Wheels for damage - the can be avoided by parking with your wheels straight to avoid other road users clipping them
Tyres for slits and punctures
Bodywork for knocks and scratches - you may find the other piece of evidence on the car parked next to you!
Check the functioning of exterior lights, indicators and brake lights. Also check interior lighting.
Tyre pressures should be correct to the manufacturers recommendations - when were these last checked?
Tyre tread depth should be a minimum of 1.6 mm across 3/4 of the breadth of the tread and around the entire circumference
Remembering that tread depth of less than 3 mm is less efficient in dispersing water
Windscreen wiper rubbers - are they worn? Would be best to change them as soon as any wear is identified
Hoses under the bonnet - check for condition and tightness of clips.
Are you fit to drive? Most crashes are caused by human error. Be sure you are fit to drive. Not only does this refer to the alcohol limit, but also, are you too stressed or just too tired?
So there we have the basic checks before driving off - I admit a lot of them are obvious, and when you are only driving your own car, most do not need to be done before every journey, but they should all be done at least on a regular basis.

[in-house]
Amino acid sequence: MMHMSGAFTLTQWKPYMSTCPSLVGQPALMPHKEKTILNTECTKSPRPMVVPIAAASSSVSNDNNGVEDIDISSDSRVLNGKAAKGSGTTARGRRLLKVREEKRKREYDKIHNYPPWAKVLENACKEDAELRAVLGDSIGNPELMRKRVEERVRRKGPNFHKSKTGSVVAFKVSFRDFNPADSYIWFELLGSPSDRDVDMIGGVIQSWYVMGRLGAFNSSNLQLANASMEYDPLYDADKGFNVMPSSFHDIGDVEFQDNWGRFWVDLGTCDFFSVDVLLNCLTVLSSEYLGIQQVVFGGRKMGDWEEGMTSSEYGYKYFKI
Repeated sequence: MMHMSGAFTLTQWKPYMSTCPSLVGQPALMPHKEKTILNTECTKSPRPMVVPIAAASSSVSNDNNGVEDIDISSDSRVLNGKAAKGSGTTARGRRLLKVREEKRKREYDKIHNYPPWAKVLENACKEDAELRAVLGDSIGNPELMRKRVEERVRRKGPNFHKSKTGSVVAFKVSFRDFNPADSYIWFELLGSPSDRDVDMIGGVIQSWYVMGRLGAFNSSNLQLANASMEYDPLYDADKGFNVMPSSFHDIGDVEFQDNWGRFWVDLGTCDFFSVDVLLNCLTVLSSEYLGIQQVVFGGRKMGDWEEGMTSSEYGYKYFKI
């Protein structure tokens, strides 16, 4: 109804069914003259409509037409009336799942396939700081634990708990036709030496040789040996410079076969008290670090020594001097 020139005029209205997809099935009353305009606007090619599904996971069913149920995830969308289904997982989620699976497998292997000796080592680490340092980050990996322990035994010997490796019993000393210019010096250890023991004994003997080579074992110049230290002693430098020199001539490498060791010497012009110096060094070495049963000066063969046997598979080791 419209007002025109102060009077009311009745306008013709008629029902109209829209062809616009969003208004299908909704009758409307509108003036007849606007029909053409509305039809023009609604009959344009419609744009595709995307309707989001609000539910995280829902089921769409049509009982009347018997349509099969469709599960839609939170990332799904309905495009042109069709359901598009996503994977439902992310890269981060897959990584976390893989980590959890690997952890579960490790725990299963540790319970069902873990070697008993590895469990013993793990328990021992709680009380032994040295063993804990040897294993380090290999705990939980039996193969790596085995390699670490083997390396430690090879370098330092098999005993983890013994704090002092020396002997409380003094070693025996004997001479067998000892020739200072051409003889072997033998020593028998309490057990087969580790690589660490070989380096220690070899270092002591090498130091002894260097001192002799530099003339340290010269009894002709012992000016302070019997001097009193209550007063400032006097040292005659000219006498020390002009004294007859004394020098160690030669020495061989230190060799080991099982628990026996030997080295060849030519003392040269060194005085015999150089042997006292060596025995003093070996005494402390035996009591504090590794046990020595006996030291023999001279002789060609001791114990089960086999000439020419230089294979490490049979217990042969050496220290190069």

So this is where we come to the funny point when I was reminded about the use of a cockpit drill in Somerset in the Audi.
These points are required to be spoken out before taking the IAM Roadsmart Advanced test, but it is also good to remind yourself of them in your mind at least before driving off. Some of the below points may or may not be necessary due to the increase of driving aids fitted as standard on many modern cars.
The car has ABS brakes and power steering but no other significant driver aids.
My POWDERY Checks have been completed and I am satisfied that they are all correct.
The Handbrake is on, gear lever is in neutral.
My seat and head restraint are positioned correctly.
I’m checking the mirrors are positioned correctly and I am checking all the doors are closed, by looking down the external body lines of the car using the mirrors.
I’m switching on the ignition and I am checking that all the warning lights that should be on, are on.